The other side of the poverty issue: employability.

Feb 14, 2017 | Articles, Assembly Business, Assembly Issues | 0 comments

Plenary Tuesday 14 February 2017


the other side of the poverty issue, which is what Dawn Bowden alluded to: employability.

Spoken Contribution -15:48:00

Thanks, Minister, for your statement today. A lot of the discussion today has been about Communities First; well, that scheme is now going, so we do have to ensure that any kind of programme that replaces it is going to be effective, but, mainly, today, I wanted to talk about the other side of the poverty issue, which is what Dawn Bowden alluded to: employability.

Now, you’ve previously stated, Minister, that in-work poverty is a growing problem and, in fact, the Welsh Government identified this issue when they brought out their report on building resilient communities in 2013. One thing the Government can do is to try to attract more jobs, and, hopefully, better quality jobs. Now, I know that your Government is mindful of this aspect, because your economy Minister, Ken Skates, came to the Equality, Local Government and Communities Committee last week, and he was talking about this issue, and he said it’s not just any work, it’s quality of work, that matters, and I think that that is important to bear in mind. But we are up against a number of problems in this regard. In the same week as Ken Skates’s remarks, we also had the First Minister, as I mentioned earlier today in First Minister’s questions—he informed us that the Welsh Revenue Authority was coming to Treforest, but that nearly all of the jobs were going to be taken up by people recruited in the London area. Now, I appreciate that we haven’t known forever about the Welsh Revenue Authority, but we’ve known about it for some time, so I do still wonder as to—[Interruption.] Well, it’s been mooted for some time, let’s put it that way. I do wonder why, in these situations, Welsh people can’t be trained up to fill these roles.

I don’t want to focus particularly on that, but I just want to highlight the issue of training and upskilling people. The Welsh Government is now looking to take over responsibility for procurement in order to use this as a lever of job creation. We do have some major infrastructure projects in the pipeline such as the south Wales metro and the Swansea bay tidal lagoon. But the possible outcome here is that we won’t have the skilled people in Wales and we will have to again import them. So, we may not be creating jobs for the local community at all, or, at least, not many. We could, in fact, be putting more pressure on housing supply for locals and thus inadvertently exacerbating problems associated with poverty. I know that there is a Government employability programme for upskilling, overseen by Julie James, which is touched on in your statement, but, to repeat what I said earlier to the First Minister, one does wonder what the Government has been doing about upskilling over the last 17 years, because this is not a new issue, clearly. You would know more about that than I, so, if you could enlighten me, I would be grateful.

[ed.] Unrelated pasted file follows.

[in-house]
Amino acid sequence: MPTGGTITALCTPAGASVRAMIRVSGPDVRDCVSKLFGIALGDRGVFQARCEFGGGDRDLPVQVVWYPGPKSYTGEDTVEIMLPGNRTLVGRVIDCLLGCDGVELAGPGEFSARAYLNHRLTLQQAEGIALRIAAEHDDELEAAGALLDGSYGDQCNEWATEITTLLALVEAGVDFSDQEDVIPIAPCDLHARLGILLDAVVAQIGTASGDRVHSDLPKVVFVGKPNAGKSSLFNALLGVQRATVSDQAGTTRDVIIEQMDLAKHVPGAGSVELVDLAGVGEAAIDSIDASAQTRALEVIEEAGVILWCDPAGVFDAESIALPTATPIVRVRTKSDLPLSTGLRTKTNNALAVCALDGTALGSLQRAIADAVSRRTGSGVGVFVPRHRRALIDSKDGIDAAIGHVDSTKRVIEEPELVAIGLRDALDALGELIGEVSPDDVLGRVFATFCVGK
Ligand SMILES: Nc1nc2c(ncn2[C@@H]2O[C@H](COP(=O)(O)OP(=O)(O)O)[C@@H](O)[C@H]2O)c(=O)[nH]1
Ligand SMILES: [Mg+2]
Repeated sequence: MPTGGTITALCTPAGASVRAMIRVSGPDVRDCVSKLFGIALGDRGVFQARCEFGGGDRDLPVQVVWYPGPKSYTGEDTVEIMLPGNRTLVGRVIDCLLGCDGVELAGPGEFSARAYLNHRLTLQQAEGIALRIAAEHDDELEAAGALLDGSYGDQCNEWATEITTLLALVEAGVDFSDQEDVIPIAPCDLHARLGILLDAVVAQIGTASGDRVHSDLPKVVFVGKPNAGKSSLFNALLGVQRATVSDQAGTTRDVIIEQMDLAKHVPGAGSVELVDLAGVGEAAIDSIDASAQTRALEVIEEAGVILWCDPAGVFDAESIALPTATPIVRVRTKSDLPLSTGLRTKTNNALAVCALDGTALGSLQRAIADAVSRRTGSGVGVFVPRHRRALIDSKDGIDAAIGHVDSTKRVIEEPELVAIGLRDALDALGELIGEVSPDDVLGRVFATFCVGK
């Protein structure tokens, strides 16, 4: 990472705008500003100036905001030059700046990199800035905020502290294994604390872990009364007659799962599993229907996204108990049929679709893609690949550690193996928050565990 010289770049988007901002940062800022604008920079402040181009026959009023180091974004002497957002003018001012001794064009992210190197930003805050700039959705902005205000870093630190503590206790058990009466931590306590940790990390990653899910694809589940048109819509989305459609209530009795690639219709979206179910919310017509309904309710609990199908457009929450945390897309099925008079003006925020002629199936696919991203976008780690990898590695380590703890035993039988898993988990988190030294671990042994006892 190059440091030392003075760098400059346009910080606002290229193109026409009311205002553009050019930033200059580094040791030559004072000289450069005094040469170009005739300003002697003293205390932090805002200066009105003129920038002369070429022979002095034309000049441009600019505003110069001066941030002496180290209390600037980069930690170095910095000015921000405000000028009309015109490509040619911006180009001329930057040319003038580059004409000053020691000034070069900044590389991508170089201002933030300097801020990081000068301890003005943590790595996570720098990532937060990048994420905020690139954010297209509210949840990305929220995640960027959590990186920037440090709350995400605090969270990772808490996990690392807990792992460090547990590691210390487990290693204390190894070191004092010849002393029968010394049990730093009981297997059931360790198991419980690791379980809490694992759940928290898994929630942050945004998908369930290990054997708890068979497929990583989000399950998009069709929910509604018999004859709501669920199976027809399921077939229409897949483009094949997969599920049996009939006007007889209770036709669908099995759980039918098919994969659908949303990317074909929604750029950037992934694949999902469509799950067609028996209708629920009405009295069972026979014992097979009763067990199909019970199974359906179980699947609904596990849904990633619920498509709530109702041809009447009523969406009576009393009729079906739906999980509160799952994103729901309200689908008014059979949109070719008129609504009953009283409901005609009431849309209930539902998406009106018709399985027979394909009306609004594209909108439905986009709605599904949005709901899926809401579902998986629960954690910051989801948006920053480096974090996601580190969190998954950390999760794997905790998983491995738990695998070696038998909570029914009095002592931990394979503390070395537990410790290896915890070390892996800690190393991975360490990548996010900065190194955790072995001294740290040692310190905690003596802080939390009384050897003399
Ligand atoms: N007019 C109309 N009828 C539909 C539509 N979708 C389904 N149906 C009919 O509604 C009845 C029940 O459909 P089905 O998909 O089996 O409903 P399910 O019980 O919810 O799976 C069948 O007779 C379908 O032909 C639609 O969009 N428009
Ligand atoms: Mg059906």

We are also faced with other problems regarding the employment market in the shape of automation, which Lee Waters has alluded to several times. Jenny Rathbone asked last week, ‘Who will benefit from it?’ Well, it certainly won’t be the relatively low-skilled workers. So, this exacerbates the problem of upskilling. What practical things can be done to improve employability? Well, Ken Skates talked last week about using what he called ‘labour-market intelligence’ in designing apprenticeships. We do need all-age apprenticeships now, which I believe is part of the programme of employability. We do need them, because the employment market has become so fluid and there are no jobs for life now. We do, perhaps, need greater Government interaction with private industry, as the public sector is likely to contract.

Transport, I would say, is a major issue. Many new jobs are created in industrial areas on the edge of towns, often without public transport, and, of course, a lot of it is shift work. How will workers get to their workplace without a car? So, can the Welsh Government liaise effectively with transport providers? Most workers will have to work initially through employment agencies. Many of these agencies are not very good, in my experience, in communicating effectively with their workers. Often, management is poor in these agency jobs. Does the Welsh Government have any plans to work with these agencies in future? What are your plans for working with transport providers, and what are your plans for working with private industry? Thank you.